Saludos RazaVerde, I’m going to take you for an exciting night in Las Nubes. Last week I had the opportunity to meet some wonderful human beings from Canada, since they are all part of Las Nubes project I am writing a post in English for the first time.
Las Nubes is a recently developed Eco Campus from York University in the foothills of La amistad National Park in Costa Rica. I am researching frogs and reptiles in the area, this animals are greatly endangered by climate change, pollution and loss of habitat. In the particular case of Costa Rica, the animals in the middle elevations, (between 900 to 2000 m.a.s.l.) are the ones that have suffered de most. We have developed most of our activities on that altitude belt of the mountains, let’s look at coffee plantations for example, meaning we have removed a great amount of suitable habitat. Las Nubes site is a wonderful place to find this lost amphibians and reptiles and its key at protecting the middle elevation fauna.
The hike starts sliding down in the mud towards the river, in the trail next to the water the night unveils, leafs, tweaks and logs that come to life. I was so positively surprised. Usually in mid elevation or highlands I am not very lucky, usually I find no snakes and little amphibians. Las Nubes greatly delivered, It brought 2 snakes, 6 or 7 species of amphibians and a bug that I have wanted to see my whole life.
We found 2 eyelash pit vipers, my companion Janinka, got tremendously nervous out of this guy in the photo. He was quietly siting on a leaf at a mouth height right next to the trail. She was not to happy that it took her a couple of minutes to spot her.
The night was exiting, cool, wet and full of noise. Las Nubes was more alive than many places I had visit. The chair of the recently lunched project is a Costa Rican, Dr. Felipe Montoya Greenheck, a man characterized by the capacity to see things with a completely different perspective, that believes in people and is completely committed with livelihoods and a healthy environment. It makes me proud that a project of this magnitude is led by a Costa Rican. Supporting him, is a living faculty that is betting on building this new way of doing things. Whilst walking in the night I could not stop remembering something that a good friend told me “If it works in Costa Rica, it will work anywhere else”. I strongly believe that we should all work towards making this country a lab in innovation and healthy life, let’s believe in ourselves.
After finding great frogs, I manage to spot something, I´m still not sure how I did it. Two meters above the ground, on a branch I spotted a little guy I have always wanted to see but have only seen on TV. Janinka is still a bit surprised of this amazing creature´s camouflage, I can totally say, this was the best animal in the whole night. I tried to take a picture of how it looked the first time we spot it. Here it is.
Did you find it? Luckily it is not a venomous snake. It has one of the most outstanding camouflage I have ever seen, after all its life depends on not being spotted by a predator. I leave to you, the great stick insect Trychopeplus laciniatus. (most likely that is the correct ID hahaha)
After 4 hours, it was time for a little snack, courtesy of Doña Marielos, my host mom in Santa Elena. Like any other York student I stay with host moms, this model gives students the opportunity of enjoying the “Pura Vida” lifestyle but also helps this great local woman become rural tourism entrepreneurs.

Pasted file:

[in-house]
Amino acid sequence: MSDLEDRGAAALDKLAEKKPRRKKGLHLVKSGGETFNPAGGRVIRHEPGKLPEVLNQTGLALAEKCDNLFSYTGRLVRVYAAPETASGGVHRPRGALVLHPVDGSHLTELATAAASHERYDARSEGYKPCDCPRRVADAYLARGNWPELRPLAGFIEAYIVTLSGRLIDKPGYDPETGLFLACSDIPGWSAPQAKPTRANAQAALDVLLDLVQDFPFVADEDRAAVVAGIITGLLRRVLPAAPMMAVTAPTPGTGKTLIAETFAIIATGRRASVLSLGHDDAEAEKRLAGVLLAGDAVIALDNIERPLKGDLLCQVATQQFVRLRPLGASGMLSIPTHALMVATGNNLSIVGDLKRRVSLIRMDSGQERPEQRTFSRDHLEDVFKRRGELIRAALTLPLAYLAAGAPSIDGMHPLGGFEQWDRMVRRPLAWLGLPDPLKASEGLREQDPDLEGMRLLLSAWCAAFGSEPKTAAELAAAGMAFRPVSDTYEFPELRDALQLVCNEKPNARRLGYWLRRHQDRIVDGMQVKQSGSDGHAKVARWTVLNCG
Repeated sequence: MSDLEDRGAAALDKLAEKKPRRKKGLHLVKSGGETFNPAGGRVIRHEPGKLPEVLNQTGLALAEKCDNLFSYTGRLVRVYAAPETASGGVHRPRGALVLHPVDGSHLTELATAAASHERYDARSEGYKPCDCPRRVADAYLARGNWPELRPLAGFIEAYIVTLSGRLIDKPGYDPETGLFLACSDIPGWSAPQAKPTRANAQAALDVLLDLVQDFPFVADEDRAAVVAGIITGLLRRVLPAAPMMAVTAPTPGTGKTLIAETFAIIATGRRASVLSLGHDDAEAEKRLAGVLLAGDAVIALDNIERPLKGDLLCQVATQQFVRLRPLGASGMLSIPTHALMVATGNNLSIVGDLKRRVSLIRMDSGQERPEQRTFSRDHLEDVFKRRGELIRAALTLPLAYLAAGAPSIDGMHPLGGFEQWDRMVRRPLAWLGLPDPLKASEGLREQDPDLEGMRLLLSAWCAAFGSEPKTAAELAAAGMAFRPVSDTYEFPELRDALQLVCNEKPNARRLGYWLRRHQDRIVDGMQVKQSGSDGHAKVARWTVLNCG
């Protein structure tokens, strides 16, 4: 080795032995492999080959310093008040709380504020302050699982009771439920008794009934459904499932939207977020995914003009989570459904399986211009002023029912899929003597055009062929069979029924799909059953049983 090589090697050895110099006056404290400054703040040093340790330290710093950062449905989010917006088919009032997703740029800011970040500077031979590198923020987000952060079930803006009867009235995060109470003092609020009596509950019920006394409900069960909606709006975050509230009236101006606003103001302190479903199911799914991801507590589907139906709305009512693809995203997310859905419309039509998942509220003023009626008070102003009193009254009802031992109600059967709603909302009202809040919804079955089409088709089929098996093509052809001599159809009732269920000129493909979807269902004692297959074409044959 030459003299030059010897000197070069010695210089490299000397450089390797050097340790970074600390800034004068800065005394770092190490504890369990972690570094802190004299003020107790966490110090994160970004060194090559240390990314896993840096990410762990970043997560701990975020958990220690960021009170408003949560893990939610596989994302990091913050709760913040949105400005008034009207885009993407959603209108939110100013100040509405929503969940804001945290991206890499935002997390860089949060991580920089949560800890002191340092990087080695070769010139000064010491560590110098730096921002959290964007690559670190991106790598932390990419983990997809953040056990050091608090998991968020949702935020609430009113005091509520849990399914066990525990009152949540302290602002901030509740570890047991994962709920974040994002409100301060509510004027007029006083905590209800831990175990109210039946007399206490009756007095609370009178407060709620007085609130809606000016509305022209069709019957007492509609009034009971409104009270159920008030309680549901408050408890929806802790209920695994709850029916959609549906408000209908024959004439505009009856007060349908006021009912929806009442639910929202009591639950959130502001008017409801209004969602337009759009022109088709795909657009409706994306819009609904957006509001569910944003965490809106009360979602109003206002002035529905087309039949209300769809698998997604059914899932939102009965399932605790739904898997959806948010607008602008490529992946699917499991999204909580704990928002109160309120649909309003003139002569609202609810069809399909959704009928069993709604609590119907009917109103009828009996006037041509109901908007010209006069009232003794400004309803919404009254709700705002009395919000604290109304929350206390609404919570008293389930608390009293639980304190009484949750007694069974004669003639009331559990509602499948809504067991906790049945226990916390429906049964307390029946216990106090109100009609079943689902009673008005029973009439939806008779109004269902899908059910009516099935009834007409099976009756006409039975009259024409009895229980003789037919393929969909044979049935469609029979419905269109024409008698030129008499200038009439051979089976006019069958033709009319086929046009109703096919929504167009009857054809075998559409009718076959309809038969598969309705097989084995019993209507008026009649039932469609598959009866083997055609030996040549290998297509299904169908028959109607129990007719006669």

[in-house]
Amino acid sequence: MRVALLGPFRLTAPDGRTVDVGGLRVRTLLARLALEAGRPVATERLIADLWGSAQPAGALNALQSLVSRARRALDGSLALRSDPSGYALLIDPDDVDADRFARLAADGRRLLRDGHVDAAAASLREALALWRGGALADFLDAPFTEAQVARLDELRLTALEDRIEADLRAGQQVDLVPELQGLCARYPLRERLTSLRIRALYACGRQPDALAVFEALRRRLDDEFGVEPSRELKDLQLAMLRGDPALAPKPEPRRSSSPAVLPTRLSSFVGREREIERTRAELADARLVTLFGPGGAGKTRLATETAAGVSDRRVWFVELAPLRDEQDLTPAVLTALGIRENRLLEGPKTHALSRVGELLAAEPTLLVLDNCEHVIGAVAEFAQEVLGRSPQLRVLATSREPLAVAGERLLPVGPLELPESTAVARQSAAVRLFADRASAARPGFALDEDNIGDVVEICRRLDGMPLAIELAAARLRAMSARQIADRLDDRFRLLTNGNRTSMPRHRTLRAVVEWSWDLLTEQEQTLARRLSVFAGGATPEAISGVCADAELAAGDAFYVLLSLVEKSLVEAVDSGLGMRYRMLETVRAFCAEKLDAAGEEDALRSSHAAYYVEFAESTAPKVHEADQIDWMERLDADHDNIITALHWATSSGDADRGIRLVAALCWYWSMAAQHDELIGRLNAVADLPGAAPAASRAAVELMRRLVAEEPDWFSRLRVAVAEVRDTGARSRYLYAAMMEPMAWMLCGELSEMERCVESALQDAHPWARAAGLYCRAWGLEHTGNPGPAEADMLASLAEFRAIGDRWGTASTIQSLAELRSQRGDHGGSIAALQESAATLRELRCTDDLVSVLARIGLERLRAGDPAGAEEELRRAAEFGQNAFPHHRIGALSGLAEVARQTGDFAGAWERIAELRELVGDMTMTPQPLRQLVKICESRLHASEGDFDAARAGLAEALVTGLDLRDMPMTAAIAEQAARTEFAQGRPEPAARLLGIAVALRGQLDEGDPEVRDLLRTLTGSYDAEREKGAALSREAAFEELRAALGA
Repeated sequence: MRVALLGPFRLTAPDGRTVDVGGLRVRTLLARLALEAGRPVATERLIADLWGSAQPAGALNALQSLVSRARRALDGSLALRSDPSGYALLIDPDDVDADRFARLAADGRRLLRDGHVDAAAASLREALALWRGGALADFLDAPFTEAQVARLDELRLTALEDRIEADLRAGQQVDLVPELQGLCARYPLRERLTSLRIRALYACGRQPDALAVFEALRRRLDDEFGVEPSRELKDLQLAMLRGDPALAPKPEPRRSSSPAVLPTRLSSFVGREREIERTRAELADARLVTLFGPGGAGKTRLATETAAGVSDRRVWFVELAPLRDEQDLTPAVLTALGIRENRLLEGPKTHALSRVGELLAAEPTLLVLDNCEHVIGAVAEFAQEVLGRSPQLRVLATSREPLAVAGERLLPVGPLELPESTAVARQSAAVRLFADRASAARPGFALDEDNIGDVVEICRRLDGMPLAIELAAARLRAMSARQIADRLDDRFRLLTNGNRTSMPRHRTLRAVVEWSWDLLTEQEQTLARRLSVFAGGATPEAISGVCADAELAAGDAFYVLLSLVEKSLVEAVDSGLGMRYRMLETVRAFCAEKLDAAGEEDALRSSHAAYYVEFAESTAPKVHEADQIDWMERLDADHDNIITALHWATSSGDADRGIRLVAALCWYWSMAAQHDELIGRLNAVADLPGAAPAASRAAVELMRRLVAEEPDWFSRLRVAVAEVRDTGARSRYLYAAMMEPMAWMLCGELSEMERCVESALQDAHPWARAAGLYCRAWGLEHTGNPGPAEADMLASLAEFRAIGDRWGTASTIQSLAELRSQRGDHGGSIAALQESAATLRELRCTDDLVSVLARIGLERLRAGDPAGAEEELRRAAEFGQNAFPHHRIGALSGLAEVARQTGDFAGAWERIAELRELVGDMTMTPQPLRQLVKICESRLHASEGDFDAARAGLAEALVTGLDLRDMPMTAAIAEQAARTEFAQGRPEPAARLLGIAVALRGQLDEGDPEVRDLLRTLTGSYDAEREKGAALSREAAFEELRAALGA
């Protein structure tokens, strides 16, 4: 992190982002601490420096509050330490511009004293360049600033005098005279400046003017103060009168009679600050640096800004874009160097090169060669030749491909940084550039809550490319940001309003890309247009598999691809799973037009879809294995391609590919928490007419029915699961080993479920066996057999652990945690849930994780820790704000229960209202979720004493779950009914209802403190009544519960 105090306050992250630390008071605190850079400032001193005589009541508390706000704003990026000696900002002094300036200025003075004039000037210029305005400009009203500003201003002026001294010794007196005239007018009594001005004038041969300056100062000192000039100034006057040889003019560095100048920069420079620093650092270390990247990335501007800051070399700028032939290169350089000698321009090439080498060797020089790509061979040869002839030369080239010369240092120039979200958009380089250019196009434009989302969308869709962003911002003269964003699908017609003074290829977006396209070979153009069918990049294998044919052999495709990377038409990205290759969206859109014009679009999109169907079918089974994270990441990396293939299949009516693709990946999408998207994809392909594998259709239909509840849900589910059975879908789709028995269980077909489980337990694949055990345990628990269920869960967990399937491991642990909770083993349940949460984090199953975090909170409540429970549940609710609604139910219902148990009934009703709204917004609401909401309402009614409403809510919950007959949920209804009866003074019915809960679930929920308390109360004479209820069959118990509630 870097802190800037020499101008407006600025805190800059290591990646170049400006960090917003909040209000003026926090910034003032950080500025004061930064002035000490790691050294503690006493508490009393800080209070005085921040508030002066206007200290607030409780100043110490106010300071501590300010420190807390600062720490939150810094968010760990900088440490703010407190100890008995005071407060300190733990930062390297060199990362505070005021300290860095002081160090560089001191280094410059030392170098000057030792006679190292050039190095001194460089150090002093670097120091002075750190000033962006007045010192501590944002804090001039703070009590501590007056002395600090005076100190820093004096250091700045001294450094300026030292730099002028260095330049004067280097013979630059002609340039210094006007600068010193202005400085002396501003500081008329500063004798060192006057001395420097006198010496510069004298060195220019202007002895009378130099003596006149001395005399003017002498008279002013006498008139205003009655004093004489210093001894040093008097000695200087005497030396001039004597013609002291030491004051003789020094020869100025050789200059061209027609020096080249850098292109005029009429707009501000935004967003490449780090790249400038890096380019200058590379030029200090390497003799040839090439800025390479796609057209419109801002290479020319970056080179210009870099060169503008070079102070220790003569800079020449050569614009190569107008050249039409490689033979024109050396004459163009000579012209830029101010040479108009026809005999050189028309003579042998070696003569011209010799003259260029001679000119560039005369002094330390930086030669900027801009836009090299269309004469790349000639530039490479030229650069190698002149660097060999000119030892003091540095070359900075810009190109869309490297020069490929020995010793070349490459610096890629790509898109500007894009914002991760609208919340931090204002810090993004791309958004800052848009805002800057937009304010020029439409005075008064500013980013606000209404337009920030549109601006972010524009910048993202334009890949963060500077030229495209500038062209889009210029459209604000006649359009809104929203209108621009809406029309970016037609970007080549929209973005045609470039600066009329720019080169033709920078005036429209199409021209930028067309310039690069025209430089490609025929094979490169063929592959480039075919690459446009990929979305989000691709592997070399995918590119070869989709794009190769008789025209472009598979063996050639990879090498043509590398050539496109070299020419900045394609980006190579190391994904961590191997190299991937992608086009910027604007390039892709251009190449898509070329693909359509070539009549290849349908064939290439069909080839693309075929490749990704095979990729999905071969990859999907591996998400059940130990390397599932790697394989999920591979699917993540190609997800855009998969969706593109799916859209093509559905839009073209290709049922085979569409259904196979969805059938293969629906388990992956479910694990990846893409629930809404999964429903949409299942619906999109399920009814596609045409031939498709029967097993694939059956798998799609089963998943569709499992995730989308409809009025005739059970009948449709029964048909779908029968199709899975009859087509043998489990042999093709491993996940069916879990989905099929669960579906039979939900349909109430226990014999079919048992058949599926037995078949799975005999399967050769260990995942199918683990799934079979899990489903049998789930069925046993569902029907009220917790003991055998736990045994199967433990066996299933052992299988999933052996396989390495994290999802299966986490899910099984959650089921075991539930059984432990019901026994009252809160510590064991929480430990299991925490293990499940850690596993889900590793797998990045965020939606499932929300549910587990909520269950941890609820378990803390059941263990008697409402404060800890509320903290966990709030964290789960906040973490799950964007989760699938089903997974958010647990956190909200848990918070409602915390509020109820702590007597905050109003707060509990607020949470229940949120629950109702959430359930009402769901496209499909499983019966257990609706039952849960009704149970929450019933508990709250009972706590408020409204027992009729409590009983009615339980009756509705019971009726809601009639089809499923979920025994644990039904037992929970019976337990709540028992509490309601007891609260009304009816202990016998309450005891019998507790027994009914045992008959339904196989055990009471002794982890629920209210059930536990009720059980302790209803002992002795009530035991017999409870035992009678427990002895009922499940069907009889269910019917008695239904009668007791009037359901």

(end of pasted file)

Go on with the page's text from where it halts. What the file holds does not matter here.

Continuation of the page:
Taking pictures at night in the forest can be tricky, darkness, rain, mud, everything comes together to challenge your photography. On this particular night Janinka, a student undertaking her tesis, was of tremendous help so I could get you this pictures. Here she is with an amazing giant stick insect.
It was time to come back, the forest had given us amazing creatures of the night. However the “dessert” for an amazing night was a caecilian, we run into this legless amphibian (NOT A SNAKE) coming down the road to Santa Elena, right in the road trying to return into the soil unsuccessfully. We manage to save it from being ran over by a car. Compacted land stops this guys from being able to bury.
During my stay at Las Nubes I had the opportunity to meet a man with a great sense of awareness. Dr. Woody Fisher 17 years ago decided to buy a piece of forest on Costa Rica, he bought it moved by the impulse of seeing that forest alive. This forest is administer by the Faculty of Environmental Studies from York University (Canada). This week they lunched the first campus in Costa Rica. Personally I find the concept of this EcoCampus fascinating, it proposes a new way of working where this University not only believes in keeping the environment safe but is investing into developing human capital to achieve the goal of keeping nature alive. Can we save rural communities and the environment at the same time? I say we must. After spending time with the donors, Deans, faculty and other students, I have come to feel as if this University is trying to change the way we see development, towards a new way where well-being is in the center, understanding that this cannot be achieved if the world around us is not healthy. And to do that it is of up most important to solve the greatly complex environmental problems we are facing, problems that have more to do with “development” than with environment.
After this amazing experience I dedicate this post to the people that made this posible, if it weren’t for them and their vision I would not have been able to walk in Las Nubes. Specially to Dr. Woody Fisher and Valerie Grant, Jim and Joanne Love and Don Downer and Adrianne Perry.